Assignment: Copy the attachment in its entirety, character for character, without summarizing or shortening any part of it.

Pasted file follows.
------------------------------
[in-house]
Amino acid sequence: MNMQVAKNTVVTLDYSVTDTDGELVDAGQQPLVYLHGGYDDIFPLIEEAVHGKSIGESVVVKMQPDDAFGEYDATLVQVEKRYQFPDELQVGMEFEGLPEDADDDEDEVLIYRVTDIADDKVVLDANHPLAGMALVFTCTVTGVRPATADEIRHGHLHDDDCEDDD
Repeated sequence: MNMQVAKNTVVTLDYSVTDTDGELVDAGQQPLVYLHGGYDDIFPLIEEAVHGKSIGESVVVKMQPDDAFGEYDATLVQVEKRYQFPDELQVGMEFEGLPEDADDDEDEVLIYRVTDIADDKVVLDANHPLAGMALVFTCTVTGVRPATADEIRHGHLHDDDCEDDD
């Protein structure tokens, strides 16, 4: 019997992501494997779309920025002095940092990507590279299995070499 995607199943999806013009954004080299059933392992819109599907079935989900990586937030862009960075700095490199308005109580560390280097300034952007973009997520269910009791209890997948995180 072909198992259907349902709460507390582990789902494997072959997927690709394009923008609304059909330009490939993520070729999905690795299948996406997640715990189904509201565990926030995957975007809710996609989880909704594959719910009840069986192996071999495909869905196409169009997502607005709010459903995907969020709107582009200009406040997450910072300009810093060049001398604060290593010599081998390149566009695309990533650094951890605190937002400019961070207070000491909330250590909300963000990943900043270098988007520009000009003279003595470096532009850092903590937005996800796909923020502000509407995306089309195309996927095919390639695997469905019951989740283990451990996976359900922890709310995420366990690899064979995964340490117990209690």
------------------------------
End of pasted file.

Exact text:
[in-house]
Amino acid sequence: MNMQVAKNTVVTLDYSVTDTDGELVDAGQQPLVYLHGGYDDIFPLIEEAVHGKSIGESVVVKMQPDDAFGEYDATLVQVEKRYQFPDELQVGMEFEGLPEDADDDEDEVLIYRVTDIADDKVVLDANHPLAGMALVFTCTVTGVRPATADEIRHGHLHDDDCEDDD
Repeated sequence: MNMQVAKNTVVTLDYSVTDTDGELVDAGQQPLVYLHGGYDDIFPLIEEAVHGKSIGESVVVKMQPDDAFGEYDATLVQVEKRYQFPDELQVGMEFEGLPEDADDDEDEVLIYRVTDIADDKVVLDANHPLAGMALVFTCTVTGVRPATADEIRHGHLHDDDCEDDD
């Protein structure tokens, strides 16, 4: 019997992501494997779309920025002095940092990507590279299995070499 995607199943999806013009954004080299059933392992819109599907079935989900990586937030862009960075700095490199308005109580560390280097300034952007973009997520269910009791209890997948995180 072909198992259907349902709460507390582990789902494997072959997927690709394009923008609304059909330009490939993520070729999905690795299948996406997640715990189904509201565990926030995957975007809710996609989880909704594959719910009840069986192996071999495909869905196409169009997502607005709010459903995907969020709107582009200009406040997450910072300009810093060049001398604060290593010599081998390149566009695309990533650094951890605190937002400019961070207070000491909330250590909300963000990943900043270098988007520009000009003279003595470096532009850092903590937005996800796909923020502000509407995306089309195309996927095919390639695997469905019951989740283990451990996976359900922890709310995420366990690899064979995964340490117990209690």